By MARGARITA DEGENNARO.
The Australian public became outraged last year after ABC program, Four Corners, revealed how inhumanely Australian cattle were being treated in Indonesian abattoirs.
Since then, cases of animal cruelty in abattoirs and factory farms around Australia have been revealed, with the knowledge that cruel and unnecessary practises are being conducted in the country further upsetting the public.
But, will Aussies be game enough to try meat which has been grown in a laboratory knowing the animals were treated more humanely?
Dutch scientists have artificially grown meat in a laboratory to create a burger – each portion costing approximately $321 000.
A team at Maastricht University in the Netherlands extracted stem cells from cows and grew them in containers to produce strips of muscle tissue.
To make a burger, 3,000 strips of muscle tissue, which measure at 3cm long by 1.5cm wide and half a millimetre thick, are required to develop over six weeks.
The meat then gets mixed with 200 strips of fat tissue, which has been produced in the same way.
The process is currently in its developing stages; however, researchers believe they can create a product which will be identical to a real meat burger.
CSIRO, Stem Cells Australia and the Australia Meat Industry Council could not provide any information on the topic, because the development has not yet been considered in Australia.
However, thanks to the media the Australian public are becoming more aware of the discovery.
Former food industry employee Dylan Cahill believes that people are fearful of new things.
“I would be hesitant to try it at first as it sounds very artificial, however, if the production of this meat does reduce animal cruelty and helps the environment then I think it should definitely be brought into Australia,” he said.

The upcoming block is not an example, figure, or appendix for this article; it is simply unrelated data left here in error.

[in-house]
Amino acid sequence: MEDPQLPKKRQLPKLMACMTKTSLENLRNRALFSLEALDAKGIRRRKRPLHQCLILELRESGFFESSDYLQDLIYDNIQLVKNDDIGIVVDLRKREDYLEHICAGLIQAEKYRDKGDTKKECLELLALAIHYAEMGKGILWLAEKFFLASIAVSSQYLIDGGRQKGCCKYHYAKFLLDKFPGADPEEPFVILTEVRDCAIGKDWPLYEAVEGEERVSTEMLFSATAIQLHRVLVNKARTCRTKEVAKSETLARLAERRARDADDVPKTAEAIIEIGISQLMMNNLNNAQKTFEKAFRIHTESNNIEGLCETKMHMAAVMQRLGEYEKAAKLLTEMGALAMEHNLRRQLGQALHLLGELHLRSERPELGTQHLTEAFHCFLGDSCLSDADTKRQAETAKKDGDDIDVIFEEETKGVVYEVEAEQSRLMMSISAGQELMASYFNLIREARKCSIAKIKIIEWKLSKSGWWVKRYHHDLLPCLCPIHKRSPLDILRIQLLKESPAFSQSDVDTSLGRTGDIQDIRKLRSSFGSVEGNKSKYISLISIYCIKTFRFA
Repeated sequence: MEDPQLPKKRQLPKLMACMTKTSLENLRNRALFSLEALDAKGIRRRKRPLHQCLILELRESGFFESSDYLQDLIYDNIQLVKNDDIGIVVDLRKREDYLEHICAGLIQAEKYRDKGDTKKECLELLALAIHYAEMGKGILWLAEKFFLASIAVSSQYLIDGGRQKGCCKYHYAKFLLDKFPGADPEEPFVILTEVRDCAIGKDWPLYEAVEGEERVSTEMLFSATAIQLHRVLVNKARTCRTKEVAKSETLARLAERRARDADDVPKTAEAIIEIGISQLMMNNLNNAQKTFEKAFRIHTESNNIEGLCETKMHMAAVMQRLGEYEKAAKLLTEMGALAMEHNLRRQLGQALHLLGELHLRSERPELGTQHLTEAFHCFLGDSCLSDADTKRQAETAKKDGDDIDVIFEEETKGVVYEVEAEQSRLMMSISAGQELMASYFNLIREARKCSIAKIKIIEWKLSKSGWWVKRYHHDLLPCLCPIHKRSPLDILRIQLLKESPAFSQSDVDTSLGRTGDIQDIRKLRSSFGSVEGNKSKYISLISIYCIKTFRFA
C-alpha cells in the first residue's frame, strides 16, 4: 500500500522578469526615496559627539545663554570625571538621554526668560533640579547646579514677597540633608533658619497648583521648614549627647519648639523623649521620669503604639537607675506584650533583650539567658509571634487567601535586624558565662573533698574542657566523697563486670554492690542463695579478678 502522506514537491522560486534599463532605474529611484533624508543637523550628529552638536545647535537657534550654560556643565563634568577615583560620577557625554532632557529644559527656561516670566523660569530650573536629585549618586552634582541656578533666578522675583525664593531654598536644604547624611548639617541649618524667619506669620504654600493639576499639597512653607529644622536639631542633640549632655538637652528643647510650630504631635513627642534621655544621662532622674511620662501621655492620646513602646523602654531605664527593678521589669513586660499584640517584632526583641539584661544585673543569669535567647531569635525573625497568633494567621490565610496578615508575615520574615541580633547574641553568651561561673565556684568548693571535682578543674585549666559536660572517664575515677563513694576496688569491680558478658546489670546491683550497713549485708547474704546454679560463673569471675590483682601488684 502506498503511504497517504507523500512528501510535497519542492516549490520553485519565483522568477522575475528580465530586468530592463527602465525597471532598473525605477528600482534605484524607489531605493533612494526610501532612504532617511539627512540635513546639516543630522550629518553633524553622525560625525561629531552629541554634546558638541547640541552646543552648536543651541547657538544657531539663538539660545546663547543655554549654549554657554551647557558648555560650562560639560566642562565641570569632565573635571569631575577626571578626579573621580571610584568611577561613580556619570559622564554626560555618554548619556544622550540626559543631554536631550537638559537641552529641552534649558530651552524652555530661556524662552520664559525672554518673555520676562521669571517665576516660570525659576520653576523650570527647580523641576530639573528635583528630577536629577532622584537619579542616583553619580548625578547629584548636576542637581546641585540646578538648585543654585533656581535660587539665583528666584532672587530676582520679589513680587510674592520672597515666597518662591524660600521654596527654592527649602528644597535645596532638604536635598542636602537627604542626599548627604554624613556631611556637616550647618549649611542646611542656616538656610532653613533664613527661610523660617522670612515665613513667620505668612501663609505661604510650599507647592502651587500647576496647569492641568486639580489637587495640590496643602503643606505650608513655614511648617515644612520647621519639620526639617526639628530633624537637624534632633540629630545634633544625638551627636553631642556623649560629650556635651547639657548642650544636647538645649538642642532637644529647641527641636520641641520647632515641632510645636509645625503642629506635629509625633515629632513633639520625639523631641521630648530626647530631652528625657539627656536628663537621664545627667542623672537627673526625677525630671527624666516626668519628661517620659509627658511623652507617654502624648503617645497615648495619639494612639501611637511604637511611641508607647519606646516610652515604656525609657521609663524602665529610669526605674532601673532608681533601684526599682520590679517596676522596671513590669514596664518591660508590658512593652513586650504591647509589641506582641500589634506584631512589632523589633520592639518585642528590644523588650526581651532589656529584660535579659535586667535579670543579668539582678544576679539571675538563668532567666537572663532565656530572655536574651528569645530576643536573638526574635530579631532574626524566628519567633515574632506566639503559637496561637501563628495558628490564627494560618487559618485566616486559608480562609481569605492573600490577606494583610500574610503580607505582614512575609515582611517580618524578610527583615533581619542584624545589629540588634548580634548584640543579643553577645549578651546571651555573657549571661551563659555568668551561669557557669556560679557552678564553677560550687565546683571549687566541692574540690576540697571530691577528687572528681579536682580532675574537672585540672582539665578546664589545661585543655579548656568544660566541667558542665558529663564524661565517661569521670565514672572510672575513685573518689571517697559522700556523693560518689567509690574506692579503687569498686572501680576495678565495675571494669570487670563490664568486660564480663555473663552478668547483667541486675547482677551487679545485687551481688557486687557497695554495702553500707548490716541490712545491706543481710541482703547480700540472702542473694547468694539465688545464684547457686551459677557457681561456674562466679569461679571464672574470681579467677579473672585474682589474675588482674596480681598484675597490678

But, student Amanda Goodfellow does not believe this development should be introduced to Australia.
“I think that it would take up too much time and resources than what is worth,” she said.
“I personally would never eat meat produced artificially.
“The idea of this makes my stomach turn.”
Maastricht University Professor Mark Post believes producing meat in a laboratory can have many environmental benefits as well as provide a solution to the high demand of meat, which is set to double in the next 40 years.
This method has the potential to reduce the carbon footprint of meat production.
It can also reduce the amount of methane gas in the environment as less livestock will be bred.
If artificial meat scaled up to industrial proportions, which is what scientists are aiming for, animal cruelty cases could decrease dramatically as the number of cattle which need to be slaughtered would be significantly smaller.
Currently, there are a few disadvantages associated with this process; this artificial meat might require chemicals and antibiotics to stop it rotting.
This meat, also known as Vitro meat, is to be released in October this year.
Photo courtesy of Ryan Hagerty.